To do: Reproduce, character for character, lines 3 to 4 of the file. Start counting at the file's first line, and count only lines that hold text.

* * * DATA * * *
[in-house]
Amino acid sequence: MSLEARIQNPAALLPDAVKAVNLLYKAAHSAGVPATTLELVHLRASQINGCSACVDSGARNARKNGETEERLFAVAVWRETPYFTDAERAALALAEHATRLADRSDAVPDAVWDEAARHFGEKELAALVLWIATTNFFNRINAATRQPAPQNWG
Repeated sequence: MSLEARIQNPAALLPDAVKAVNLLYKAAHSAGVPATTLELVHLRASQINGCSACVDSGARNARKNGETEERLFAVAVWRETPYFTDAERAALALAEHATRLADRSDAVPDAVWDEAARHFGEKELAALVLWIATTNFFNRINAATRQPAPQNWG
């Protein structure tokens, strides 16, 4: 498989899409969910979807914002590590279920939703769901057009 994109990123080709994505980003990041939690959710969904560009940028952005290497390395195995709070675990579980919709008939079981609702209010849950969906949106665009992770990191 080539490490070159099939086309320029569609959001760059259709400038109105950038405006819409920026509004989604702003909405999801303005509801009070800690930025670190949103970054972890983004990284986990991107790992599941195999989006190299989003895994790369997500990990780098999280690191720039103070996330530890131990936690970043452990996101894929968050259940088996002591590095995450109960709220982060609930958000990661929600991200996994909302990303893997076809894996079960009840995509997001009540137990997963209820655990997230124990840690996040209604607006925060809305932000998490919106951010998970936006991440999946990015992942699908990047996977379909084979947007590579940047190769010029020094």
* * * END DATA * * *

Repeated sequence: MSLEARIQNPAALLPDAVKAVNLLYKAAHSAGVPATTLELVHLRASQINGCSACVDSGARNARKNGETEERLFAVAVWRETPYFTDAERAALALAEHATRLADRSDAVPDAVWDEAARHFGEKELAALVLWIATTNFFNRINAATRQPAPQNWG
């Protein structure tokens, strides 16, 4: 498989899409969910979807914002590590279920939703769901057009 994109990123080709994505980003990041939690959710969904560009940028952005290497390395195995709070675990579980919709008939079981609702209010849950969906949106665009992770990191 080539490490070159099939086309320029569609959001760059259709400038109105950038405006819409920026509004989604702003909405999801303005509801009070800690930025670190949103970054972890983004990284986990991107790992599941195999989006190299989003895994790369997500990990780098999280690191720039103070996330530890131990936690970043452990996101894929968050259940088996002591590095995450109960709220982060609930958000990661929600991200996994909302990303893997076809894996079960009840995509997001009540137990997963209820655990997230124990840690996040209604607006925060809305932000998490919106951010998970936006991440999946990015992942699908990047996977379909084979947007590579940047190769010029020094």